In existing quantum computers, quits look like a cat locked in a box with venom, which is 50% likely to be released, so the cat is “alive” and “dead” until the box is opened. The last test can be compared to four events – “whether the cat is dead”, “whether the venom was released”, “whether the venom was emitted”, or “whether the nucleus is triggered” – simultaneously at the top of four different timelines.
Researchers at the Institute of Technological Innovation (TII) in the United Arab Emirates have demonstrated a new quantum computation technique in which changing the sequence of events can help solve a new type of problem. This is a new approach to quantum superposition phenomena that was previously applied to the position of quantum bits in quits, but not to the sequence of events.
Technically, this does not change the causal sequence of events that have already occurred. “It’s like traveling back in time, it’s impossible,” said Leonardo Alida of TII, general manager of quantum algorithms, co – author of the study. The research institute worked with a team of international researchers from Chile, Brazil, France, Spain and Switzerland on this study.
“We can’t use this process for public utility events. It’s like paper tape sent to different agents to read and write different sequences of instructions at the same time,” he explained.
Ordinary quantum computers (where quantum gates have a definite time sequence) are based on quantum superpositions. The difference is that they use superpositions of different quid levels, but do not use superpositions of different order of gates. This new approach means that the connections between different gates (quantum equivalent cables connecting different transistors in the circuit) are in a quantum superposition state.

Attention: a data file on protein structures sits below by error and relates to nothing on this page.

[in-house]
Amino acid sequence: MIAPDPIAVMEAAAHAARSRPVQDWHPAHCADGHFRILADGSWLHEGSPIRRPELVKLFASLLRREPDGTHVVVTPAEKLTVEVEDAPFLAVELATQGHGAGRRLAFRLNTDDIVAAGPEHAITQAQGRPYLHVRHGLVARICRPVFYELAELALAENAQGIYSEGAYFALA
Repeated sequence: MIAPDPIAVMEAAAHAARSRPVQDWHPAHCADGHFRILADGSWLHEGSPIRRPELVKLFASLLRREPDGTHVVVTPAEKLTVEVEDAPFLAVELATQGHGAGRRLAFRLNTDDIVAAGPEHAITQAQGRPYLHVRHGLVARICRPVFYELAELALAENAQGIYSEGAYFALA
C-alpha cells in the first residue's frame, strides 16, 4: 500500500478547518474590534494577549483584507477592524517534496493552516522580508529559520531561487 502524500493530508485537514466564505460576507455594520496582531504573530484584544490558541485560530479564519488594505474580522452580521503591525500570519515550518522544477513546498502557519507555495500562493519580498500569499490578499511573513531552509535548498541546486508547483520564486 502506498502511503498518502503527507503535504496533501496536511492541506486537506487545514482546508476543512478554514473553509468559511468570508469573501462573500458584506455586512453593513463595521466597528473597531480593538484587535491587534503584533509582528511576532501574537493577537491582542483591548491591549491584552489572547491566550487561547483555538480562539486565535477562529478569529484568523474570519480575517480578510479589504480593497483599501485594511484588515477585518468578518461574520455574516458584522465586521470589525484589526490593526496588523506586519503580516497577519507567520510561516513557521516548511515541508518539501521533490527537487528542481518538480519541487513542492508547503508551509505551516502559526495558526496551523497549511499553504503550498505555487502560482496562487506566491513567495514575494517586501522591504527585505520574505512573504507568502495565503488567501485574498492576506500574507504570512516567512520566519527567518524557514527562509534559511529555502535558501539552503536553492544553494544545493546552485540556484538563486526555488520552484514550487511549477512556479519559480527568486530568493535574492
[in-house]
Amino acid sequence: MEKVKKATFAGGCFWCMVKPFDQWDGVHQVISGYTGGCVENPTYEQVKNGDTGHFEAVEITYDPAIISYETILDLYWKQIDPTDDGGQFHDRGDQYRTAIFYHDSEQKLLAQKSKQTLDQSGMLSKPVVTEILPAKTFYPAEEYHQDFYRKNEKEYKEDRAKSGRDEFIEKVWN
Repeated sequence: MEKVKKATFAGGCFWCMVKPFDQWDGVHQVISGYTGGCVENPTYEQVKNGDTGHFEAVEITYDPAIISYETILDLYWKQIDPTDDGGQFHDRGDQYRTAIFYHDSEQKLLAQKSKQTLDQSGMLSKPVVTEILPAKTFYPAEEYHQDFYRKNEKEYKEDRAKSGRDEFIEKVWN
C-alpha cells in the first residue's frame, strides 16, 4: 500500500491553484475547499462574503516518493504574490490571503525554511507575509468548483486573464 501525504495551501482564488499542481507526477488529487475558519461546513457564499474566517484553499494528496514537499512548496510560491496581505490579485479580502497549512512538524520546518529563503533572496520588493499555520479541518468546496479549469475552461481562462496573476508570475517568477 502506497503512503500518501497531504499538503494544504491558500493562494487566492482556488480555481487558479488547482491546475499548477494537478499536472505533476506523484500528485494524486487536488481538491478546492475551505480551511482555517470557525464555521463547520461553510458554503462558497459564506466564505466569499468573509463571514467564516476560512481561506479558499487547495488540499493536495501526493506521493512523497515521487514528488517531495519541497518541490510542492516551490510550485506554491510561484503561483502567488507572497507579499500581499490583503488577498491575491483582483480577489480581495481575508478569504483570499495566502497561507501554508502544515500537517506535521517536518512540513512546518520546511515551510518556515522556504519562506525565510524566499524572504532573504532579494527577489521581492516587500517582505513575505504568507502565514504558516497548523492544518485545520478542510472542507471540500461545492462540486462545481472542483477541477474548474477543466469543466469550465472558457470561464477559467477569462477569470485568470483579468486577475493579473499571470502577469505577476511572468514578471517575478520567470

Aolita said, “It’s like elevating high levels and knitting to a level hierarchical level. Normal quantum computers use super positions of quid levels.
Now that researchers have proven the reliability of the technique in practice, the scientific community can begin to find a way to use it. People have studied causal superpositions in theory and have shown how they can function in the simple matter of using only two events in one superposition. But no one considers the context of most events where there is tremendous potential for new applications.
This study takes the classic example of Schrங்கdinger’s cat to a new level. In existing quantum computers, quits look like a cat locked in a box with venom, which is 50% likely to be released, so the cat is “alive” and “dead” until the box is opened. The last test can be compared to four events – “whether the cat is dead”, “whether the venom was released”, “whether the venom was emitted”, or “whether the nucleus was induced” – occurs. Overlapping four different timelines simultaneously.
Aolita hopes that research activities that demonstrate these processes in a working tool will motivate mathematicians and computer scientists to discover the practical application of this new effect. He said: “Our new system serves as a starting point for exploring new algorithm applications in this new and unusual quantum computer paradigm, from which we expect practical applications to emerge.”
With applications such as cipher cracking, there was a study of quantum superpositions of causal sequences at the same stage as quantum computers before Peter Schurr discovered the practical decay algorithm for primary factors. “We would like to discover the Taurus algorithm of quantum superpositions of causal arrangements,” Aolida said.
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